History concealed

Mandy Banton writing in Archives: Journal of the British Records Association

In 2011 the Foreign and Commonwealth Office (FCO) reluctantly admitted its possession of documentation created by the governments of 37 former colonial dependencies, removed to the UK at independence, and held clandestinely for decades. The status of the papers, always uncertain, was sporadically debated within the FCO and in discussion with the Public Record Office/National Archives until the FCO obtained a legal opinion, details of which have not been made public, that they are UK public records. Papers concerning the drafting of the 1958 Public Records Act do not mention colonial governments, bodies which were never considered part of UK central government. In the immediate pre-independence years, changes in document security classification and records management, introduced by the colonial administrations to keep sensitive papers from local ministers and officials, paved the way for the destruction or removal of papers vital for continuing good governance. As ‘displaced archives’, the records are of continuing concern to the independent states, which seek repatriation, or the provision of free copies, and who are supported in their efforts by the international archival community. This article concludes with a brief discussion of the apparent lack of interest demonstrated by both media and the public, in stark contrast to the concern for museum collections similarly removed from British colonies.

Archives: The Journal of the British Records Association
   Volume: 55, Number: 1 (April 2020)

The Royal Household’s closed files:

A still frame that captures the princess in a gesture that strikes us now as abhorrent still resonates, even if in 1933 it was commonplace in the often anti-Jewish upper classes to make light of Hitler’s antisemitism. No wonder the royal archivists at Windsor guard the papers of father, uncle and grandfather with such care. Nonetheless, it is an unacceptable anomaly that the gatekeepers of documents relating to affairs of state should apparently be mainly concerned with concealing them from the public gaze. A glance at the papers of almost any national figure in the 20th century reveals how deeply the activities of the monarchy infused public life before the Queen came to the throne in 1952 … The acknowledgement in countless histories of the 20th century betray the frustration of academics at the ruthless exploitation by royal archivists of their control over access. http://www.theguardian.com/global/2015/jun/22/glaring-anomaly-of-royal-archives

More on the lost FCO files from the VICE News website :

The British Foreign and Commonwealth Office has located a new cache of colonial-era government documents …The documents, some with “Top Secret” classifications and tantalizing subject titles, originate in the Colonial Office — the long-ago-disbanded government department that oversaw the colonies of the British Empire. The Foreign and Commonwealth Office (FCO) confirmed to VICE News that the files were located last year, during an audit of government offices that revealed a staggering 170,000 historic files which had never been made public. Some are long overdue for release, and have been held unlawfully, in violation of the UK Public Records Act. The discovery of the colonial-era documents is likely to arouse unease among historians — some of whom have accused the government in recent years of purposefully suppressingdamning material from Britain’s Imperial days. https://news.vice.com/article/exclusive-the-uk-has-just-unearthed-new-top-secret-colonial-era-government-files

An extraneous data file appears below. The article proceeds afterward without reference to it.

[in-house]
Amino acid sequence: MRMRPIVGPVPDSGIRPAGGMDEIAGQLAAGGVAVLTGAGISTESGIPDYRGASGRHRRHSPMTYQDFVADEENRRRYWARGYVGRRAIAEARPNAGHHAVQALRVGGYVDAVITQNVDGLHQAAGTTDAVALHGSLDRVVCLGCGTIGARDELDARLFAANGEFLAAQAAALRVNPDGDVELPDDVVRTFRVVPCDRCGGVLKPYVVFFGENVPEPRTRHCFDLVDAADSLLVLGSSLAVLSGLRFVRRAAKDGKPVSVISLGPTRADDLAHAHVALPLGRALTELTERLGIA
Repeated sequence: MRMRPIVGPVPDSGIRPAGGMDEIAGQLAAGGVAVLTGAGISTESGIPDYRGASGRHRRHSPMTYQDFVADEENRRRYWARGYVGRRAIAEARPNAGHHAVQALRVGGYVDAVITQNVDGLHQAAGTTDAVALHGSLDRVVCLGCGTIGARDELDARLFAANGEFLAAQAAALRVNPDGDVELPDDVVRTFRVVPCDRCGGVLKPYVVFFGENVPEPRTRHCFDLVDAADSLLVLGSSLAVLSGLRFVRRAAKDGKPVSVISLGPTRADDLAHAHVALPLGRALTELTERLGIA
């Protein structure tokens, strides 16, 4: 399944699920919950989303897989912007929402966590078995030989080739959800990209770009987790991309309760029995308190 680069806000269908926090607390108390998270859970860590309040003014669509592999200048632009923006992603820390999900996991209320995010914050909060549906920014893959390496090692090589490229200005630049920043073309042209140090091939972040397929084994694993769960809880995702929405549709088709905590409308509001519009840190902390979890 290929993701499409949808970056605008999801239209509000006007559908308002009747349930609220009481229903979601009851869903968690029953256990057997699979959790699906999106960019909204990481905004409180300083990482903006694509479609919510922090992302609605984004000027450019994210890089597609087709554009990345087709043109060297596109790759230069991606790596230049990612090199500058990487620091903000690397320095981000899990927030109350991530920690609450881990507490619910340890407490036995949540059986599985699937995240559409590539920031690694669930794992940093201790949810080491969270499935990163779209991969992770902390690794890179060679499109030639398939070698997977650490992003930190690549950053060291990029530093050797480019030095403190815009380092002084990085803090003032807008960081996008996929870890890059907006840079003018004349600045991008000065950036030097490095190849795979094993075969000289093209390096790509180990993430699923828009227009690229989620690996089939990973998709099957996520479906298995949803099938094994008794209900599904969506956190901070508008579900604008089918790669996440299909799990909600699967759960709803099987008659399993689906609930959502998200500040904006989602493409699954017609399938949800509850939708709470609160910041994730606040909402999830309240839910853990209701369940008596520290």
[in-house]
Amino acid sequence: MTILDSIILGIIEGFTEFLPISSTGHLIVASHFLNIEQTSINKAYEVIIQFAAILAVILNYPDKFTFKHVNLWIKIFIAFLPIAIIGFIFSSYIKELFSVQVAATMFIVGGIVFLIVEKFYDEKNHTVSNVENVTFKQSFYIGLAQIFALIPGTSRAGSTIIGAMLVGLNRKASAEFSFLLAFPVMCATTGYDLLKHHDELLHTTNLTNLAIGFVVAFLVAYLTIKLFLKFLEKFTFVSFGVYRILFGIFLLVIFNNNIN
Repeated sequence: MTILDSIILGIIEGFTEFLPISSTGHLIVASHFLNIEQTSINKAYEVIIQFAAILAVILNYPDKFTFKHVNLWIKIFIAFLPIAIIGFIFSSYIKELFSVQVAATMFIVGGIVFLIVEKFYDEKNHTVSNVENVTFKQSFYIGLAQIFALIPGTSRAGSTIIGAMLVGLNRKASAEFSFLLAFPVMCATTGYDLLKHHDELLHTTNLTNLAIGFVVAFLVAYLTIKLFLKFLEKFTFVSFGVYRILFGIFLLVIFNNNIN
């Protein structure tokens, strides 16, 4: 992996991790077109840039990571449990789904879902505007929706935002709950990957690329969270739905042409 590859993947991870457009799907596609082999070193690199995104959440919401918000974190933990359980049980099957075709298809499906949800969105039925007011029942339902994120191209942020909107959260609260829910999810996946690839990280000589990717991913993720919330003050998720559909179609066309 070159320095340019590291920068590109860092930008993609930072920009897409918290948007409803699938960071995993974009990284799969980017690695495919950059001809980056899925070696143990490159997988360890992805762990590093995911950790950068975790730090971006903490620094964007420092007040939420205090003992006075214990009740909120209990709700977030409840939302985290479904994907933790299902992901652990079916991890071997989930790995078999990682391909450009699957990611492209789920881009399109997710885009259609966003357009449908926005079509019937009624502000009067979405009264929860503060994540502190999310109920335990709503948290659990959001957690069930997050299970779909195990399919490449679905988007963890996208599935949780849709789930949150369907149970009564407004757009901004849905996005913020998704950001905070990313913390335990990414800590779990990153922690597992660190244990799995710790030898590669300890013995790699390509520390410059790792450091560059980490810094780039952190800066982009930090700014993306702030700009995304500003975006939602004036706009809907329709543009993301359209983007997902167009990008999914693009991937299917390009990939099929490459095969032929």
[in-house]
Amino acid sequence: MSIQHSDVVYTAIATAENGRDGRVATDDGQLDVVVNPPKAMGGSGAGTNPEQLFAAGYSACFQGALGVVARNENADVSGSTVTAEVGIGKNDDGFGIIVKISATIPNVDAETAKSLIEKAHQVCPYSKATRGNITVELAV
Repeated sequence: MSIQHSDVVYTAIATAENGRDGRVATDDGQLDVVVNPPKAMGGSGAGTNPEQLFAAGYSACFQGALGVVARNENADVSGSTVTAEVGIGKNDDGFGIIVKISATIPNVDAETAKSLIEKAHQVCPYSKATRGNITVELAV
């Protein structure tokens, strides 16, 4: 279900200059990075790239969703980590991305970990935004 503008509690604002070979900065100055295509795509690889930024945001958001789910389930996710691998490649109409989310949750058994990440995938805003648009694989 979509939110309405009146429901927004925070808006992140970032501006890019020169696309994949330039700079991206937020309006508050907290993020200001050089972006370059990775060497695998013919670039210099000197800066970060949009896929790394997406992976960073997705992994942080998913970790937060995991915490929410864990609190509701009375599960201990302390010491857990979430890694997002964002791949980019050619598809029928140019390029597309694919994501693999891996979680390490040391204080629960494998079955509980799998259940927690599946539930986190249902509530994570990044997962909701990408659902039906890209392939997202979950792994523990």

Records relating to the British Army’s help in Operation Bluestar (Amritsar 1984) destroyed!

Martin Horwood (Cheltenham, Liberal Democrat)Given the distress that is felt by the Sikh community and its desire for clarity on the events at Sri Harmandir Sahib, it is obviously very regrettable that a key file was destroyed in 2009. Will the Foreign Secretary tell the House at what level oversight would have been exercised or permission given for the destruction of that file? Do we need to review the procedures to ensure that such sensitive and important material is not destroyed in future?


“The Foreign and Commonwealth Office (FCO) has hoarded 1.2m files – some of them dating back to the 1840s – in breach of the 30-year rule of the Public Records Act, which should have seen them transferred to the National Archive…The FCO is not the only government department that has been unlawfully hoarding public records. Earlier this year the Guardian disclosed that the Ministry of Defence was holding 66,000 files at an archive in the Midlands, in breach of the Public Records Act.”


“In Northern Rhodesia, colonial officials were issued with further orders to destroy ‘all papers which are likely to be interpreted, either reasonably or by malice, as indicating racial prejudice or religious bias on the part of Her Majesty’s government’….Officials in Aden were told to start burning in 1966, a full 12 months before the eventual British withdrawal…In British Guiana, a shortage of ‘British officers of European ‘ resulted in the ‘hot and heavy’ task falling to two secretaries, using a fire in an oil drum in the grounds of Government House. Eventually the army agreed to lend a hand….” From Ian Cobain’s article in the Guardian (29 November 2013)  ‘Revealed: the bonfire of papers at the end of Empire’